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From "Caldarale, Charles R" <Chuck.Caldar...@unisys.com>
Subject RE: [OT] IIS7/isapi/tomcat performance
Date Tue, 01 Mar 2011 23:42:51 GMT
> From: Christopher Schultz [mailto:chris@christopherschultz.net] 
> Subject: Re: [OT] IIS7/isapi/tomcat performance

> The question I have is how does the bus controller know 
> that there are multiple 32-bit values coming down the line,
> and that it can send them simultaneously down the bus?

A traditional "bus controller" hasn't been used in quite some time, and buses themselves are
rapidly being replaced by point-to-point connections (finally), at least in terms of CPUs
accessing memory.  The interface between the L1 operand cache and the multiple ALUs is under
control of a scheduler that's aware of the possible 72 simultaneous loads and stores going
on, so it can combine accesses as it sees fit.  Accesses between lower-level caches and actual
RAM have always been wider than the data path within a core.

> There's more data to be sent over the bus than just pointers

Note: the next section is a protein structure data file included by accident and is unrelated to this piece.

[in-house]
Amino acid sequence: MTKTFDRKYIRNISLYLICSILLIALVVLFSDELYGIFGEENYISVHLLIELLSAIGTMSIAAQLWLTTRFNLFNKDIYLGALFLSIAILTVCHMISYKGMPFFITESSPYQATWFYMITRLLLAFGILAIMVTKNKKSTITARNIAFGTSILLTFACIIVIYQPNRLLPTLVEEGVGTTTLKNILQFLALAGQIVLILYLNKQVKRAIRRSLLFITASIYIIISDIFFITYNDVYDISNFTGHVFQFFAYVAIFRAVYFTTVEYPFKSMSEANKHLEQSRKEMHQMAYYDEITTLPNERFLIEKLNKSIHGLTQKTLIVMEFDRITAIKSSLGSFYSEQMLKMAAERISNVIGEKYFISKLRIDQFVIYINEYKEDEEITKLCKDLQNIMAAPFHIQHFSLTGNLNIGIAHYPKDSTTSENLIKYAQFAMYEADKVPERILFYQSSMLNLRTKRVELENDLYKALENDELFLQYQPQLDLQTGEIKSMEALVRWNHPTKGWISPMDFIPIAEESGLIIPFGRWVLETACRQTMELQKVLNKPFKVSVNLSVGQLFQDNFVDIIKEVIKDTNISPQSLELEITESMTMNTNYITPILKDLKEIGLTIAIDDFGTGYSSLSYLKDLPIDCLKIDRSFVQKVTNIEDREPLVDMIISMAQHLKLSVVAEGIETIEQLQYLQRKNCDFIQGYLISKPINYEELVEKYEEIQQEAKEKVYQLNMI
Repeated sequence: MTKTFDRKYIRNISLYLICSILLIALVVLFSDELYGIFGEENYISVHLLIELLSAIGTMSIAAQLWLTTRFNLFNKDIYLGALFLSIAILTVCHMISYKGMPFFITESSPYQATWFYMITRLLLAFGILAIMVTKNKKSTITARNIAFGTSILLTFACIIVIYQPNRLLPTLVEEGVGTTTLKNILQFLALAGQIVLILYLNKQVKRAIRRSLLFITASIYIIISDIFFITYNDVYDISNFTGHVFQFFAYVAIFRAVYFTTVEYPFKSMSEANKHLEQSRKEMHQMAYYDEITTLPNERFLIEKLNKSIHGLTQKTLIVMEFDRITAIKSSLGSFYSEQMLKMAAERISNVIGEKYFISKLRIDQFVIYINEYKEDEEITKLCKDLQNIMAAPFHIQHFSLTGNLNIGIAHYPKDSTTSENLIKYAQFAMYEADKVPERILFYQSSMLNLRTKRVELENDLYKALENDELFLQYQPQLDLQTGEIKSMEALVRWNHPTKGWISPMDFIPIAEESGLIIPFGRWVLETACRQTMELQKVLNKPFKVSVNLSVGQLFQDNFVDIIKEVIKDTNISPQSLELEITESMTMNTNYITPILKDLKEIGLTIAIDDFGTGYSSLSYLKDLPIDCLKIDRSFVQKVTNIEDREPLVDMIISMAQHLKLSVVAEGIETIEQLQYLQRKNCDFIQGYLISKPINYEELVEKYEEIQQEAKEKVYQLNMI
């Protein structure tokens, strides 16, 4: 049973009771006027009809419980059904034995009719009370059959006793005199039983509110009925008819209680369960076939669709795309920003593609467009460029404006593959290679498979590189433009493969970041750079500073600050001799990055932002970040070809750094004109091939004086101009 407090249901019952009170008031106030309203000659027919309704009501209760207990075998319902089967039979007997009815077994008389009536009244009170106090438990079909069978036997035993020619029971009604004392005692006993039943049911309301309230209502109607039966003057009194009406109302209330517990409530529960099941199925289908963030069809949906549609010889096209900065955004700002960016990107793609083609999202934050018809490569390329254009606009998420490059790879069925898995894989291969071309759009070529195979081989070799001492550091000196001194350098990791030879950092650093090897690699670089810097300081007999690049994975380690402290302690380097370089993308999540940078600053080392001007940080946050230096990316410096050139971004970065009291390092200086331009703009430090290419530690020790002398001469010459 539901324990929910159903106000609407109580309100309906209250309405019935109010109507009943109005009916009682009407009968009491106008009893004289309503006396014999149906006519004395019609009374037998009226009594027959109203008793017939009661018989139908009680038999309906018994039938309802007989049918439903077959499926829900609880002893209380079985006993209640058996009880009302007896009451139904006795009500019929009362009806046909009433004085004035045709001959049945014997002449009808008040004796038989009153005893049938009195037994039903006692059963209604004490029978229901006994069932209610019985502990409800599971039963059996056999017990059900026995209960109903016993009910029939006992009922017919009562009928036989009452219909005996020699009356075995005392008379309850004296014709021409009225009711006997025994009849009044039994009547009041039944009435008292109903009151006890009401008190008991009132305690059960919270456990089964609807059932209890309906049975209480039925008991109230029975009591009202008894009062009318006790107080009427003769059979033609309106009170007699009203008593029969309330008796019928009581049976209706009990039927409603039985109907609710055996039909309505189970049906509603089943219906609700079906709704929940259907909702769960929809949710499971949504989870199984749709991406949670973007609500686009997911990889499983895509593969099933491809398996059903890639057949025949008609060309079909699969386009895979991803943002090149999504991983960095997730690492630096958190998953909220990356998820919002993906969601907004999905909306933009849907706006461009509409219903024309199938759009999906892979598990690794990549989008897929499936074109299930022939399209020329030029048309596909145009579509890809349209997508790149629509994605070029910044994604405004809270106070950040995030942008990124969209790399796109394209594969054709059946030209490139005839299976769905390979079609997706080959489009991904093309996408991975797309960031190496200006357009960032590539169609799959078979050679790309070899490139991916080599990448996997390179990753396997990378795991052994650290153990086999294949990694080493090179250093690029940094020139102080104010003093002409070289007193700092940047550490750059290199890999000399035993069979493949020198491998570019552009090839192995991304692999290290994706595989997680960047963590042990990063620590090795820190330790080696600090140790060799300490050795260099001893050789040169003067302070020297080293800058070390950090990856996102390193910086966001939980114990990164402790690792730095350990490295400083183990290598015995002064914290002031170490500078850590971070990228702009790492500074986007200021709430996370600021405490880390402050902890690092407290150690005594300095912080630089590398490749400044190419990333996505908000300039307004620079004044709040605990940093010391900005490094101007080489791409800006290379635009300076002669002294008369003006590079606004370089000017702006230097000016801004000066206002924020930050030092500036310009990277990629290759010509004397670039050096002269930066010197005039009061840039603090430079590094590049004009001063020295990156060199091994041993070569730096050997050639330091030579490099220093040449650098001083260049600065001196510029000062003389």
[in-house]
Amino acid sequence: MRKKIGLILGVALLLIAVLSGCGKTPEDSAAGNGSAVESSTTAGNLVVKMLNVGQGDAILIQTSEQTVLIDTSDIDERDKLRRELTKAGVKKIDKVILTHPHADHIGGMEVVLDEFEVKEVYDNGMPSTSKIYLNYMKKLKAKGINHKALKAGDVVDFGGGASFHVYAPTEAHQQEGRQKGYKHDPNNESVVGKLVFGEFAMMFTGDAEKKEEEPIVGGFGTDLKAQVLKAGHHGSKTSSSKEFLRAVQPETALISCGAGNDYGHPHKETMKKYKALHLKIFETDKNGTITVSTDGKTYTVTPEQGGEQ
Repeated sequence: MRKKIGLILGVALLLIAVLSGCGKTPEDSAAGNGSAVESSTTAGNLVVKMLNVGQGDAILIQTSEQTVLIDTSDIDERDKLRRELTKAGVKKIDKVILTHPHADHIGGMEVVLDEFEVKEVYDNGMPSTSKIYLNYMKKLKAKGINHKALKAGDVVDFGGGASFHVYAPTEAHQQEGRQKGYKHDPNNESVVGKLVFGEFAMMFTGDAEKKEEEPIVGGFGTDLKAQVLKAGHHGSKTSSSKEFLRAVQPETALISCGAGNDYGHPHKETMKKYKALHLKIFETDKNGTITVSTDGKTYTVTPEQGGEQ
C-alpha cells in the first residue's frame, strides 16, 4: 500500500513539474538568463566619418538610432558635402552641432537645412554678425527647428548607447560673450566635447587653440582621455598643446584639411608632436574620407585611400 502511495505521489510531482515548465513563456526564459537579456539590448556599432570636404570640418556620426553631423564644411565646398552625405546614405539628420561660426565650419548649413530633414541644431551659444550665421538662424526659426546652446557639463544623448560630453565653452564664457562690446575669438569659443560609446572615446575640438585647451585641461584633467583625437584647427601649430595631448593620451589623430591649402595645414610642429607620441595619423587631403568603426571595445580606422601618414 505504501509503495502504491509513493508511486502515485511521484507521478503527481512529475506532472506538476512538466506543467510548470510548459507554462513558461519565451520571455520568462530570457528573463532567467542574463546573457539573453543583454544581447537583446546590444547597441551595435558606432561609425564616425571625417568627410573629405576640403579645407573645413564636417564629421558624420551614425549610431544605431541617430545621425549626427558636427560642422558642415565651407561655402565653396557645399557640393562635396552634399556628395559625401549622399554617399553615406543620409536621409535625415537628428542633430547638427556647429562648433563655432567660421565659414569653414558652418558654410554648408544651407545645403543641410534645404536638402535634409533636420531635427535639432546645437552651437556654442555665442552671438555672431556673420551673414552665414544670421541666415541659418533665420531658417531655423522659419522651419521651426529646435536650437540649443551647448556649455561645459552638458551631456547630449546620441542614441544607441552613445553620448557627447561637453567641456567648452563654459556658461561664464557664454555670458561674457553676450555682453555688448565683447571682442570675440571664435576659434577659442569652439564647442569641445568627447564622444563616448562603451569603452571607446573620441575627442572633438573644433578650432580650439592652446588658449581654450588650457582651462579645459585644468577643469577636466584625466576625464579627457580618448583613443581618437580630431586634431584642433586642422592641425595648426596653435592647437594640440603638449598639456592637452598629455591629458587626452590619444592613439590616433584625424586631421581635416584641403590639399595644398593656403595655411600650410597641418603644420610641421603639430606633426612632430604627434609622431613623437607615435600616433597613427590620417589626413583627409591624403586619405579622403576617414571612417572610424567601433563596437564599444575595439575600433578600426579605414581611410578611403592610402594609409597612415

> to other pieces of data.

Of course - except there is no "the bus".

> You have to move the instruction itself

Not these days.  The instruction will be loaded from memory once, broken (and combined) into
micro-ops, and those are stored in the instruction cache.  If you're getting i-cache much
beyond single digit percentages, your performance will be horrible.

> so there's lots of opportunities for other data
> to get in the way of this "DRR-style" data transfer
> across the bus.

Your continued use of the phrase "the bus" is rather quaint...

> that would only affect the processing of, say, a 64-bit pointer 
> within the core...

No, it affects all data, not just pointers.

> I'd love to see some real documentation and/or testing on this 
> type of stuff.

http://www.intel.com/products/processor/manuals/

Start with this one:
http://www.intel.com/Assets/PDF/manual/253665.pdf

> my intuition tells me that the CPU and bus aren't magic :)

Compared to just a few years ago, they are.

 - Chuck


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